Several former tenants will soon move back into the Warner Apartments, an 81-year-old building that has yet another owner in a long, troubled history of deterioration, mismanagement, greed and unrealistic expectations. By the time the last group of tenants left four years ago, a succession of landlords, tenants and city authorities had managed to reduce the once-graceful red-brick structure in Columbia Heights to an uninhabitable mess.

It is a story all too familiar in the District of Columbia, where thousands of poor residents live in substandard or overcrowded housing while an estimated 4,000 to 5,000 empty units are in boarded-up buildings.

But Naomi Scott, the former president of the Warner tenant association, and others say they believe the Warner's downward spiral of disaster may have been halted. The three-story building at 2622 13th St. NW has been rehabilitated by a private developer with financial help from the District and federal governments and two local lenders. All of the Warner's 44 units will go to low-income residents, who will receive federal rental assistance.

"My heart is full at coming back. I'm overjoyed," Scott said last week at an opening ceremony in which she received the building's key from Mayor Marion Barry. She will move into the first-floor apartment she lived in for 12 years.

Developer Joseph G. Kisha said he met Scott when he went to look over the apartment building, believing he could convert it to condominiums. But he said he was "touched" by Scott and her ties to the neighborhood where she had lived for many years. Kisha said he and his business partner, Thomas D. Warner, decided "we could do something good and still make money" by rehabilitating the building but reserving it for low- and moderate-income residents.

That was in mid-1984 and Kisha had hoped to have the work completed by Christmas three years ago, but "we didn't know how risky {the project} was going to be until we got into it." City financial assistance in acquiring the land was a major factor in finally getting the project completed, he said.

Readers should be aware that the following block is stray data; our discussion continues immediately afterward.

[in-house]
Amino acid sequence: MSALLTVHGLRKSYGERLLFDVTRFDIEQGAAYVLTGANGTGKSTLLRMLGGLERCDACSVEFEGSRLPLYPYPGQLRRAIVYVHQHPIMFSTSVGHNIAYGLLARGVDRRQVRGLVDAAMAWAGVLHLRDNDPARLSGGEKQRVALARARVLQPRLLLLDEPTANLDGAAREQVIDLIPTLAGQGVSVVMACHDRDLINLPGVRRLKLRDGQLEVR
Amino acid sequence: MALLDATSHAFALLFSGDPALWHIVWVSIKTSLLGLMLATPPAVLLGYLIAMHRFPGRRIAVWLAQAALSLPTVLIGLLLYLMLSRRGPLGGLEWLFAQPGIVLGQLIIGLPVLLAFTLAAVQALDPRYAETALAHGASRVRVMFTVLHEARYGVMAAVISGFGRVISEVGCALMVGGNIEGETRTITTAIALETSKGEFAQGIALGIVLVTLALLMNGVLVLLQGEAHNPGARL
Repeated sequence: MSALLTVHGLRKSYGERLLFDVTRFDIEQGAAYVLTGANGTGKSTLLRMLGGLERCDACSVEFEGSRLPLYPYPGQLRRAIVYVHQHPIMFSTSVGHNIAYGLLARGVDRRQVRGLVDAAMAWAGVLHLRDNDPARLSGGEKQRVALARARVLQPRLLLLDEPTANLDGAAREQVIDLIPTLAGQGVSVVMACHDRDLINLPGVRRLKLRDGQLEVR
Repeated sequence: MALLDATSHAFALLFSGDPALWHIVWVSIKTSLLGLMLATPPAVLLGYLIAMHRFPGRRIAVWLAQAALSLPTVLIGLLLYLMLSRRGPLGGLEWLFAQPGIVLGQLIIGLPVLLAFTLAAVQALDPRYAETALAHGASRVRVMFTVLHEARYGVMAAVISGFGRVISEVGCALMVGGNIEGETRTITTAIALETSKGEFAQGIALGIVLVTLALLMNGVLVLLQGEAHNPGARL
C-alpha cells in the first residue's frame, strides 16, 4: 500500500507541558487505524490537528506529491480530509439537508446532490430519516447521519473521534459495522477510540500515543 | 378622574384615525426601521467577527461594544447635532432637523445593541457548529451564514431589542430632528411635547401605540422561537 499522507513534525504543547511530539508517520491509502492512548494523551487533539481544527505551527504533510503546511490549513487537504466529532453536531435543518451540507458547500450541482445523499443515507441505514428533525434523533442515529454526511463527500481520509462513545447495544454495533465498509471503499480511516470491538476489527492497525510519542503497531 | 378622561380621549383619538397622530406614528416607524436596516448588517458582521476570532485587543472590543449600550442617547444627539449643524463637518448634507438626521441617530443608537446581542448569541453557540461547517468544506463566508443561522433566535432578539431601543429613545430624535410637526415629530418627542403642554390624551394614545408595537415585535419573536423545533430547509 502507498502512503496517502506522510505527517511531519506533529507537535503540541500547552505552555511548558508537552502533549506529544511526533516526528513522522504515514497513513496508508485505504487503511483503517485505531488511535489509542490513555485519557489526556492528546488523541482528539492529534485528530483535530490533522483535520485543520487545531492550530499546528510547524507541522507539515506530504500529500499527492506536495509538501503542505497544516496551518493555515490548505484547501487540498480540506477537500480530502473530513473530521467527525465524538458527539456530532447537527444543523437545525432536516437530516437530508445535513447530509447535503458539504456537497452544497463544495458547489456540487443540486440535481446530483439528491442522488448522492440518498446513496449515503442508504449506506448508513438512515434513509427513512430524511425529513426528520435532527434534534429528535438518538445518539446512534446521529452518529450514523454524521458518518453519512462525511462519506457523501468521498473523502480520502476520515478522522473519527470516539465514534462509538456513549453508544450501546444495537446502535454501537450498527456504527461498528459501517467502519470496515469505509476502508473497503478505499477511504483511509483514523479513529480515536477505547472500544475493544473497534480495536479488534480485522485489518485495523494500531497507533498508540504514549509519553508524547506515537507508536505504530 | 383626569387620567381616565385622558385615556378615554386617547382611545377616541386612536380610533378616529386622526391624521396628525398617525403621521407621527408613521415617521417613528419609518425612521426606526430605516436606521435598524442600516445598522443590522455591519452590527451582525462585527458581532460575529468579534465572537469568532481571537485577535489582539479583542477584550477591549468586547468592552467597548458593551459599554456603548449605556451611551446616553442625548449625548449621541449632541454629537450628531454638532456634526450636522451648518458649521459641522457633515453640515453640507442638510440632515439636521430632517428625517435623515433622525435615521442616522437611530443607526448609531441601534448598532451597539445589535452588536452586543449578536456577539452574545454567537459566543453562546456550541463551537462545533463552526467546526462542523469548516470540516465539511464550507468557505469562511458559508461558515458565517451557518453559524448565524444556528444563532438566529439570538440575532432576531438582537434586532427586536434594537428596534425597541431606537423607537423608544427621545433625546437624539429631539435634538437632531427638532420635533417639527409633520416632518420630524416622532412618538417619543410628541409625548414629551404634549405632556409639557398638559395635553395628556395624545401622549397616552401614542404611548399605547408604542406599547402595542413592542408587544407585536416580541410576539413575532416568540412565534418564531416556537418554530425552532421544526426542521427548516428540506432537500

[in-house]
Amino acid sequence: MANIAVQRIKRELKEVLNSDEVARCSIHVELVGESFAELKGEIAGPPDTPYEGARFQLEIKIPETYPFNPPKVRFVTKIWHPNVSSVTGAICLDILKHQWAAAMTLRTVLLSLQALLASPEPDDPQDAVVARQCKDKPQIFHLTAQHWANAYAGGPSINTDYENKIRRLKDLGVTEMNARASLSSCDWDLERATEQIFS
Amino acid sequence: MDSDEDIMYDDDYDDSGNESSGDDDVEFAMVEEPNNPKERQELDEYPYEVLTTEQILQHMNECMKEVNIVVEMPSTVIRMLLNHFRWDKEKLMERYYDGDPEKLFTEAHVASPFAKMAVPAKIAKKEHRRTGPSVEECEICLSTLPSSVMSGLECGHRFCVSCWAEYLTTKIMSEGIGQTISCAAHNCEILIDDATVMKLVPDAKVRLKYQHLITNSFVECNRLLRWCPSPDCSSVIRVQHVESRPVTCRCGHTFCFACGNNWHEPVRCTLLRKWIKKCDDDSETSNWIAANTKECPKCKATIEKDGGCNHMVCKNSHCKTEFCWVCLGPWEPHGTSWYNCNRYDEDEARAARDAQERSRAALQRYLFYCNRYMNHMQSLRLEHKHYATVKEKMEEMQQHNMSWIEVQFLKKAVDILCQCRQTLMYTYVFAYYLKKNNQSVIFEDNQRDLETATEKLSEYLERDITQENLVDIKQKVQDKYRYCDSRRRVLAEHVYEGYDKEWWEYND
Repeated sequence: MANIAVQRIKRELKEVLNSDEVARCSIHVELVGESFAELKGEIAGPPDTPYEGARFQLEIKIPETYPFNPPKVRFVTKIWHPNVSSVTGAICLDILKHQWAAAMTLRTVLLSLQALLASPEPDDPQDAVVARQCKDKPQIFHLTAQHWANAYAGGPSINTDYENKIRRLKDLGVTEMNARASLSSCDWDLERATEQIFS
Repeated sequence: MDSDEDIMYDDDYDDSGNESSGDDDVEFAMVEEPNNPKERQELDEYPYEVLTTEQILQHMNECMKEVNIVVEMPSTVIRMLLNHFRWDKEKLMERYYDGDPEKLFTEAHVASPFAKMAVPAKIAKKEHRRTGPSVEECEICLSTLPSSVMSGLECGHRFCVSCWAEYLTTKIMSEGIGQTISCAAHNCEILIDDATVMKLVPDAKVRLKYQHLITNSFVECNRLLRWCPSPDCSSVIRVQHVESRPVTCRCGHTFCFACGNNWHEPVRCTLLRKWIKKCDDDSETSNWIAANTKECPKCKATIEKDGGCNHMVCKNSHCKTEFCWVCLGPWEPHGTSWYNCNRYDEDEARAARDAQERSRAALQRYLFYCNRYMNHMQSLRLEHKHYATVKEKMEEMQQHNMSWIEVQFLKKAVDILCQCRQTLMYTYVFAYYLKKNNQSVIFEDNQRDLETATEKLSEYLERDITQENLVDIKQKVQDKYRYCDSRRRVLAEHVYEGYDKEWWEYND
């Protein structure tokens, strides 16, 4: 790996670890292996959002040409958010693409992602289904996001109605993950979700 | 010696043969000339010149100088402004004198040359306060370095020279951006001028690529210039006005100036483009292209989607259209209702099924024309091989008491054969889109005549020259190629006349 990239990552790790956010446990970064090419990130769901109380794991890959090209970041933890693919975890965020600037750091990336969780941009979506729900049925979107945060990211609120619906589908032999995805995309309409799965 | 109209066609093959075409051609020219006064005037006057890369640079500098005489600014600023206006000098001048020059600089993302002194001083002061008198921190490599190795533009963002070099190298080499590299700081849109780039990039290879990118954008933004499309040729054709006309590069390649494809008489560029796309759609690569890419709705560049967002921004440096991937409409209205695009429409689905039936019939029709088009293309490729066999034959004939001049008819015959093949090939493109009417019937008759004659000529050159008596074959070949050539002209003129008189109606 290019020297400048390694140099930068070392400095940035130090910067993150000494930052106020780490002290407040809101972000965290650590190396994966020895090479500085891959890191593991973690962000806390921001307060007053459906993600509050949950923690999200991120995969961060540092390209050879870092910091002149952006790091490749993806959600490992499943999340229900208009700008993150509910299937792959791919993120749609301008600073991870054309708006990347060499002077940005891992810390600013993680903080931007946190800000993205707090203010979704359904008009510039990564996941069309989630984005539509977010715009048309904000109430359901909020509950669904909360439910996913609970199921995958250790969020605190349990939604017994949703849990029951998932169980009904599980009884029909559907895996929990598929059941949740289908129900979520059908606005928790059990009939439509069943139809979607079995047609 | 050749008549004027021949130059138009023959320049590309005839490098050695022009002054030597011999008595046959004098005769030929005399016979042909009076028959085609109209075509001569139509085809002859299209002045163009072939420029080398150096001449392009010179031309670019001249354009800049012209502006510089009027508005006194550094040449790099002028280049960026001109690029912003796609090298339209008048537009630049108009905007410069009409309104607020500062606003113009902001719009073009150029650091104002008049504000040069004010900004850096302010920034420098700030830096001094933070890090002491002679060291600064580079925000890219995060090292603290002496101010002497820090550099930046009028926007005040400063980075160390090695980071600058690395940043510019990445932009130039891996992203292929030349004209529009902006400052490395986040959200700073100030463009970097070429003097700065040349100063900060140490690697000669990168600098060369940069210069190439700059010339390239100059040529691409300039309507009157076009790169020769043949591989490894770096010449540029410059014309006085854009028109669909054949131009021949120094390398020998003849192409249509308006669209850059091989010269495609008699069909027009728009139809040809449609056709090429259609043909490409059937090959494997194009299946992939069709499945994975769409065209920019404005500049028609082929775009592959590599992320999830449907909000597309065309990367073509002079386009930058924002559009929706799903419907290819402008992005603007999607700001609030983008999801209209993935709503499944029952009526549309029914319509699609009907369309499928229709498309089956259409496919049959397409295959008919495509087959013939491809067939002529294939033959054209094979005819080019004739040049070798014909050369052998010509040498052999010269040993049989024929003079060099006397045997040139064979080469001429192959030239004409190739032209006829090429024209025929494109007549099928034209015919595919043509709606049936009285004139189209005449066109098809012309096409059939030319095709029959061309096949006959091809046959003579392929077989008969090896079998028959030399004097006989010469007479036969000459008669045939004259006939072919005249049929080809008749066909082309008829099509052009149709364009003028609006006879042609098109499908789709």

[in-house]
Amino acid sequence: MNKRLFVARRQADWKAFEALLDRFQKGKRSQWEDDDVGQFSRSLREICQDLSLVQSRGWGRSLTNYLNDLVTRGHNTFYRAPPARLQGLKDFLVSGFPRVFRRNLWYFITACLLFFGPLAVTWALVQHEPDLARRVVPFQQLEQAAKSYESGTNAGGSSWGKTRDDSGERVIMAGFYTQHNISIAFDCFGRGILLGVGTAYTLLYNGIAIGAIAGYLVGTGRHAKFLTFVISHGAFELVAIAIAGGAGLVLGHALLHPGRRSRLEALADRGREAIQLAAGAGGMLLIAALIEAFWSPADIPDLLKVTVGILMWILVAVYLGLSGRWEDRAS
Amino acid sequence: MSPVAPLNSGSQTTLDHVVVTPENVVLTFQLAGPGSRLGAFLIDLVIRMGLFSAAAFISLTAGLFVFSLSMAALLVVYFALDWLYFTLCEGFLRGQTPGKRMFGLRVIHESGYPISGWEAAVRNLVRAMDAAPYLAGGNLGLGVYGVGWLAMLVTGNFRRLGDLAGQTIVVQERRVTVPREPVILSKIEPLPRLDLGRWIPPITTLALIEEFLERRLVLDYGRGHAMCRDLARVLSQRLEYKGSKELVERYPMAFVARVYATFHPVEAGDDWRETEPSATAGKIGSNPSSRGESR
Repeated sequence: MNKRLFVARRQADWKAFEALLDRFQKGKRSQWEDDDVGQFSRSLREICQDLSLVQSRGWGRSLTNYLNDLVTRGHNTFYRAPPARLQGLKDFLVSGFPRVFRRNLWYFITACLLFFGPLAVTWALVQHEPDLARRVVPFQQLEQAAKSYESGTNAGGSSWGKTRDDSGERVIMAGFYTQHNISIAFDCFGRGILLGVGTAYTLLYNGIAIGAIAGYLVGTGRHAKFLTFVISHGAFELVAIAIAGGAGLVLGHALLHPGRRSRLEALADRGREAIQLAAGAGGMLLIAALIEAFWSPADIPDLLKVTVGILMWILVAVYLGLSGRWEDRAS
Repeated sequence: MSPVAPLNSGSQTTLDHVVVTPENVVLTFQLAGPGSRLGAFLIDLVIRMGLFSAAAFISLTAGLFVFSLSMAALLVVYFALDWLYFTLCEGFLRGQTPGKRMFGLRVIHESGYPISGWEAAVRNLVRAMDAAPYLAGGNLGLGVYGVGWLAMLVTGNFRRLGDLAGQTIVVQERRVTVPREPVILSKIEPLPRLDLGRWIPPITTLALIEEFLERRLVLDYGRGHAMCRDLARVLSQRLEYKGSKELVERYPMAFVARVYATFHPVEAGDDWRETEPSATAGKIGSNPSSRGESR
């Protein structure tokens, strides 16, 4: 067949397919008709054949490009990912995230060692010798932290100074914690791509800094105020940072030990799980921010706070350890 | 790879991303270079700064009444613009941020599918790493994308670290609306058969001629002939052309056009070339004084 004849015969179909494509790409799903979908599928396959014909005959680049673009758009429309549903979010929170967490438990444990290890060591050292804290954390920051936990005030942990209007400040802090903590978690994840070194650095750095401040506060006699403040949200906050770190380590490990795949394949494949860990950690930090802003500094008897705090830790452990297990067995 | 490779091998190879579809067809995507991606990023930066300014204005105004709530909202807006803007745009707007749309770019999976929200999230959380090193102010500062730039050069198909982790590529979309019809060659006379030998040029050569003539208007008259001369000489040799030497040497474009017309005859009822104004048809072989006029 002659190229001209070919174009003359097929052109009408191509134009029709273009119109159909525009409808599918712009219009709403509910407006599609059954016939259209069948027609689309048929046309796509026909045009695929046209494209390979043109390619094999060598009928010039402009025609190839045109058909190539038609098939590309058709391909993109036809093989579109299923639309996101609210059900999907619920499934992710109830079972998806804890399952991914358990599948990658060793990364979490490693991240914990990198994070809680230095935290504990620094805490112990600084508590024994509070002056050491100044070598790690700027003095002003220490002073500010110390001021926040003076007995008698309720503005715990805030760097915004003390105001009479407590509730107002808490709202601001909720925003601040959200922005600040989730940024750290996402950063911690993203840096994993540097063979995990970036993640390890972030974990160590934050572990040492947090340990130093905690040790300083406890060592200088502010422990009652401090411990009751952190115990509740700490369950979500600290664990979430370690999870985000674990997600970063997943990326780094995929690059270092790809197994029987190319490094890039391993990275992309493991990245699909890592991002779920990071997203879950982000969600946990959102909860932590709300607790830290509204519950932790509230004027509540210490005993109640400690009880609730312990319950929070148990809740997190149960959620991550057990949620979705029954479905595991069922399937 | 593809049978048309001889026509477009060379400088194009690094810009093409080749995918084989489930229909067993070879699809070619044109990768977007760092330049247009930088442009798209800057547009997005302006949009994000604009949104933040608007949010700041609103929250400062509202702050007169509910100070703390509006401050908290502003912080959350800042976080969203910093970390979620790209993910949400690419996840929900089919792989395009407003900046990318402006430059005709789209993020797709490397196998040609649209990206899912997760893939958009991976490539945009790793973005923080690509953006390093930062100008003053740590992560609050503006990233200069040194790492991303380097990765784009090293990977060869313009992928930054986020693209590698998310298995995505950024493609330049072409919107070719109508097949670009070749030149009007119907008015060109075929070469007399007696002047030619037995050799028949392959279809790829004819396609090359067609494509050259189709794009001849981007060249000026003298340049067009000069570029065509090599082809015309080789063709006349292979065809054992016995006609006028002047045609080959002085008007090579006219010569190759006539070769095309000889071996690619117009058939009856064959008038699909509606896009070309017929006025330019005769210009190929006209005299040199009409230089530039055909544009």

The Warner is the first completed project among 12 being rehabilitated in a $15 million plan to reclaim vacant, privately owned, disintegrating apartment buildings and turn them into housing for low-income District residents. The city began accepting proposals from developers in early 1986 and all of the money has been committed to the various projects, according to William Hobbs, acting administrator of the Housing and Community Development Department's neighborhood improvement administration.

Private developers and D.C. housing officials said the program is one of the most successful efforts of its kind, in large part because the city pays for the land, often the most expensive element in the reclamation process. Another powerful incentive for developers is that their renovated buildings are exempt from rent control as long as at least 20 percent of the units are rented to low- and moderate-income tenants. Many developers argue that rent control regulations keep the income from a building low and unprofitable.

Developer Thomas P. Gallagher, who is rehabilitating a Southwest D.C. apartment complex using the land acquisition program, said city government representatives tried to interest his firm in the project several years ago, "but we didn't see a way to resolve the rent control problem."

After the city buys the land, it leases the property back to developers for 50 years at monthly rates equal to about one-third of the cost of a 30-year loan at 11 percent interest, and does not charge the owner property taxes, according to Hobbs. The city also pays for site improvements. Developers must purchase the buildings on the property, but the city helps them get low-cost loans from private banks and the federal government.

Although owners of at least three projects plan to hold all of their units for low- and moderate-income tenants, most will reserve the minimum 20 percent for poor residents. In return, they are free to rent the remainder of the apartments at market rates.

Another aspect of the program is that owners may buy the land from the city at any time during the 50-year lease period. A formula in the lease agreement provides for some price discount if land values are higher than when the lease was signed, but the sale price can never be lower than the amount the city paid for the land originally, Hobbs said.

He said "it is certainly the District's intent" that some of the units remain available to low-income residents, even after the developer buys the land under his project.

Rental assistance for tenants is provided through the city or federal governments, depending on the circumstances of the project, while federal rental rehabilitation loans and low-income tax credits are available to developers in most cases.